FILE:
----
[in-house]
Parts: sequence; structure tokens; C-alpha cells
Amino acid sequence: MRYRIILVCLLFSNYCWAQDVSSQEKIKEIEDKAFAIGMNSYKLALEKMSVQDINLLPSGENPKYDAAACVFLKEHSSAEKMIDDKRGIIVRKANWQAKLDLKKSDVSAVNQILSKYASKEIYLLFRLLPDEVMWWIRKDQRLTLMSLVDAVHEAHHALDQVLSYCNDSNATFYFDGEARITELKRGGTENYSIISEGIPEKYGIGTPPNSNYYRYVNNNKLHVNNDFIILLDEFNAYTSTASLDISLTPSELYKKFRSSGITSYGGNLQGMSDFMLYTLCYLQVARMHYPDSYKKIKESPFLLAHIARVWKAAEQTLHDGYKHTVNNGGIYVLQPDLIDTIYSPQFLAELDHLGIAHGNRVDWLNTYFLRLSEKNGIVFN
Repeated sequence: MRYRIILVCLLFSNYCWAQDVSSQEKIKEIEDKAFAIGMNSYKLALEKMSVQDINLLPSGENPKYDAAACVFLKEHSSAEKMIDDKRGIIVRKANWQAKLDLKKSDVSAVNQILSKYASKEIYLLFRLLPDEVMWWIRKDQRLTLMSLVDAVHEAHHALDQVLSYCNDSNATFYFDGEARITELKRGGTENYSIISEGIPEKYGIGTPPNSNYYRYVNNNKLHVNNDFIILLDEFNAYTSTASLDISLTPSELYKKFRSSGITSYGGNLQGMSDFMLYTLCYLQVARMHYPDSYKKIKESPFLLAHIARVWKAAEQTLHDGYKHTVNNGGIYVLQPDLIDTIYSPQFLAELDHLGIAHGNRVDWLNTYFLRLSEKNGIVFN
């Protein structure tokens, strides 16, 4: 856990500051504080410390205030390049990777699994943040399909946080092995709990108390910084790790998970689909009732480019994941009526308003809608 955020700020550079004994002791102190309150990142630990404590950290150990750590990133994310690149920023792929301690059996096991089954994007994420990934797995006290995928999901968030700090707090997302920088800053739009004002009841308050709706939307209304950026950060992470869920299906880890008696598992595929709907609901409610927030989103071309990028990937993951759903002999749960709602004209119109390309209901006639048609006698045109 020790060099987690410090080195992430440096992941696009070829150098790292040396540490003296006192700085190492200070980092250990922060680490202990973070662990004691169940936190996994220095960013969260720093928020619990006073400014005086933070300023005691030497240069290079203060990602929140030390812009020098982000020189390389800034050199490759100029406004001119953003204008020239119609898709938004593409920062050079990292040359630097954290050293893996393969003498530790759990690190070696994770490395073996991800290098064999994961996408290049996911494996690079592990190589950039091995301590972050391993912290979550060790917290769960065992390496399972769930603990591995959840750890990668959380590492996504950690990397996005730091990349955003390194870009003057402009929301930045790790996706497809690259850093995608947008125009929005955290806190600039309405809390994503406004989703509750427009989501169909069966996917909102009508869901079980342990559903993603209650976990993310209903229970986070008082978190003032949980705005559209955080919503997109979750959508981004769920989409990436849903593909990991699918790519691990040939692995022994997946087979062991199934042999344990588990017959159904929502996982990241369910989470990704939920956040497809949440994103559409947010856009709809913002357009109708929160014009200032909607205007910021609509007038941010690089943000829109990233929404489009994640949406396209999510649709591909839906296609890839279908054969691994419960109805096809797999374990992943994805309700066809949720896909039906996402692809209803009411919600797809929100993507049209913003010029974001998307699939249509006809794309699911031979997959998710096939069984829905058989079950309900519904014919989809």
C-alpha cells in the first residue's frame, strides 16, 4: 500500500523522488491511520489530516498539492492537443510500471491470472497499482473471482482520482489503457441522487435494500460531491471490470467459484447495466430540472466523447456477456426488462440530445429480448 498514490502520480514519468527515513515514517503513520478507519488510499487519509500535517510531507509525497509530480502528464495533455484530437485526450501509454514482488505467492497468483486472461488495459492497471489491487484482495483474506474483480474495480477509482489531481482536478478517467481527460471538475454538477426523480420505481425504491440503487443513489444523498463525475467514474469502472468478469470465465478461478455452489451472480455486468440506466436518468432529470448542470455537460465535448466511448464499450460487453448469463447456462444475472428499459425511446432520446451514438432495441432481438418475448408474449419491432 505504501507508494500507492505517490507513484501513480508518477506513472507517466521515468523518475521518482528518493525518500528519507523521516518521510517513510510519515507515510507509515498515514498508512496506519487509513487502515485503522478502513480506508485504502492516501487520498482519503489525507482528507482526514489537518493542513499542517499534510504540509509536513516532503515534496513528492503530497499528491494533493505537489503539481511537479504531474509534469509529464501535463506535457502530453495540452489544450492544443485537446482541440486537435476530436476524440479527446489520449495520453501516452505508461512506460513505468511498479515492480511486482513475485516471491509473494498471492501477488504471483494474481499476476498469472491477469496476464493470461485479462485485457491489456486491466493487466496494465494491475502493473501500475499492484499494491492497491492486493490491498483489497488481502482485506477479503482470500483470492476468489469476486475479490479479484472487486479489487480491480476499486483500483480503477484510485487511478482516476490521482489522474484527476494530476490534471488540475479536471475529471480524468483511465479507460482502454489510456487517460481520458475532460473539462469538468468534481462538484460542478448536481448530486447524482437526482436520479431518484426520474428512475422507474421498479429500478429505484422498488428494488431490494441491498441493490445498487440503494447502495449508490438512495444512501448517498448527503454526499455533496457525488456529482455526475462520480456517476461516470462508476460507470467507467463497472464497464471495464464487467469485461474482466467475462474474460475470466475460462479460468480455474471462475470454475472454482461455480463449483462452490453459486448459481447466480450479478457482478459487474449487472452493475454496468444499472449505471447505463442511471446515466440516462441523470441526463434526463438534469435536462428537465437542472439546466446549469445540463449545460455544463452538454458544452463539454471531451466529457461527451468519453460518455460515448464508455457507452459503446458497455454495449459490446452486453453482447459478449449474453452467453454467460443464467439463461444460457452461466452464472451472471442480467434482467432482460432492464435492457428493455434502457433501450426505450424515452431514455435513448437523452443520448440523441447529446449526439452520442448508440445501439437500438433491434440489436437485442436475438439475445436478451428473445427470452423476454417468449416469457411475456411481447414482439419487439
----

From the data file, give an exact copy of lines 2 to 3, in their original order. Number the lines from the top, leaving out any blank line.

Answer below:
Parts: sequence; structure tokens; C-alpha cells
Amino acid sequence: MRYRIILVCLLFSNYCWAQDVSSQEKIKEIEDKAFAIGMNSYKLALEKMSVQDINLLPSGENPKYDAAACVFLKEHSSAEKMIDDKRGIIVRKANWQAKLDLKKSDVSAVNQILSKYASKEIYLLFRLLPDEVMWWIRKDQRLTLMSLVDAVHEAHHALDQVLSYCNDSNATFYFDGEARITELKRGGTENYSIISEGIPEKYGIGTPPNSNYYRYVNNNKLHVNNDFIILLDEFNAYTSTASLDISLTPSELYKKFRSSGITSYGGNLQGMSDFMLYTLCYLQVARMHYPDSYKKIKESPFLLAHIARVWKAAEQTLHDGYKHTVNNGGIYVLQPDLIDTIYSPQFLAELDHLGIAHGNRVDWLNTYFLRLSEKNGIVFN